Funny that you mention this. I am just now reading Hitchcock by Francois Truffaut, which is a fascinating biography consisting of interviews during the 1960's.

At the end of Spellbound there is a shot viewed from the perspective of Leo G. Caroll as he points his gun at Ingrid Bergman, then turns it towards himself to commit suicide. Hitchcock wanted the hand with the gun and Bergman to both be in sharp focus. His solution was to build a giant hand and gun! Evidently he used similar tricks in other films.

He even comments that later he learned you could achieve greater depth of field by using lots of light and shooting at small apertures, but his cameramen discouraged it because it wasn't flattering to the actors faces.
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Old September 5th, 2004, 04:08 AM   #12
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Boyd,
Just going slightly OT, but you mentioning Hitchcock/Truffaut reminds me that a couple of weeks ago, while on holiday in France, I was driving back from the local boulangerie with the morning baguette and croissants and listening to France Culture on the car radio, when I heard an English voice that I thought I recognised. It turned out to be a recording of Hitchcock being interviewed by Truffaut (with a translator in the middle doing stirling work.)
It was fascinating and I thought - where else but France with their love of Cinema would I get a treat like this?.
The family's breakfast was a little delayed that day...

Robin.
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Old September 5th, 2004, 12:19 PM   #13
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<<I also want to add that increasing focal length doesn't actually effect DOF, but it does intensify the effect- when you enlarge something blurry, it appears blurrier (even though technically, it isn't).>>

Hmm. I think I have to call on this one, Josh...focal length does affect DoF; the increased blurrines is a result of the given plane falling further outside of the circle of confusion. It's as bona fide an "out of focus" look as it would be if you were to rack the focus further away from that focal point.

Actually, that may not be a solid technical argument. I was always terrible at geometry, when we were asked to "prove" something by quoting theorems; the teacher would say "well, that doesn't prove why the angle was square" after my explanation, and I would respond "but it does to me!".

In this instance, I know that a long focal length will definitely result in softer backgrounds, and the softness is indeed greater than if I had taken a frame blowup of the center of a wider-angle version of the scene (which I think is what you are suggesting) due to the decreased DoF.
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Old September 5th, 2004, 08:03 PM   #14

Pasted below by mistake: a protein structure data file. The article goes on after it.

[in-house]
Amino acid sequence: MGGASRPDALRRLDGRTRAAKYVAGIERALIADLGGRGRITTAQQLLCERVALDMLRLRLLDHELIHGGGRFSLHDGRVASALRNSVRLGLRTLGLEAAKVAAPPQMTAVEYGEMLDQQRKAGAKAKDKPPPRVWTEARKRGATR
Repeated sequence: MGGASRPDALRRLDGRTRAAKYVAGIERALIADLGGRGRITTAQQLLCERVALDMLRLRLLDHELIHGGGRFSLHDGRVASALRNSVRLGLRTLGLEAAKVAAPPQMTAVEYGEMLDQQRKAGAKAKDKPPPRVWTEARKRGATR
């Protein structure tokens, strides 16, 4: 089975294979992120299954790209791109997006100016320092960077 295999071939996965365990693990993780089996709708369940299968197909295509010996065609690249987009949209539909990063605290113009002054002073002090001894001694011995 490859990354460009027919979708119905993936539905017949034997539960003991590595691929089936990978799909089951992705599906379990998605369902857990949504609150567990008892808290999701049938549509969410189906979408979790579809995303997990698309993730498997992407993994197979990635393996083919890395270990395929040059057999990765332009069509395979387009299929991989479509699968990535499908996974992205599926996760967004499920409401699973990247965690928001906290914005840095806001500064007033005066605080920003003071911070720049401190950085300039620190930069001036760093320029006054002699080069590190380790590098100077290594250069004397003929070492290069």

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Charles,

This debate has raged on for over a century... the bottom line is, zooming in does make the background look softer. So that's what we do when we want the background blurrier. And that's what we teach!

In one of my early classes was an optical physicist that explained that although what I was teaching was practically true, it was technically false.

The diameter of the CoC is determined only by the size of the aperature, not the focal length. If you do as you say, enlarge a section of background of a wider shot, it will appear just as blurry as the zoomed in shot. (Actually, it will look blurrier, due to the unrelated factor of there being less pixels, or sparser density of silver halide crystals.)

This is all academic, since it doesn't affect how you shoot. Perception is everything. There is no truth in art, only in optics!

Another related disparity between what our eyes see and what is true, and a widely misunderstood optical phenomenon is that a lot of people attribute focal length to changing the whole look of a shot. That is, a "telephoto look" shows distances compressed, a larger background, and so on, while a "wide angle look" produces distortion of lines, and increased disparity of relative size, etc.

Technically, focal length has no effect on any of these factors. It's the distance from the lens that determines all these things. If you blow up a small section of a shot with a wide angle lens (with a camera with infinite resolution- wouldn't that be nice!) you will see an identical picture as one taken from that same spot with a telephoto lens or setting.

Hey, I am looking for a DP for a one day shoot in LA week after next! What's your schedule like?
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Old September 5th, 2004, 08:48 PM   #15
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Josh, find a formula for DOF that does not include focal length. It will be next to impossible, I know of only one formula for DOF that excludes focal length and it use magnification instead. But since focal length changes magnification, it is indirectly a component of that formula as well.

The confusion comes about because Coc was originally determined by making contact prints. As we all know contact prints are hard to make from video files and small format photography, such as 35mm. Other factors have been incorporated into modern practices of determining and utilizing Coc. Among these factors are resolution and MTF.

On your second point, your absolutely correct. Changing lenses (focal length) only changes magnification and does not change perspective. Changing the camera position in relationship to the subject will change perspective.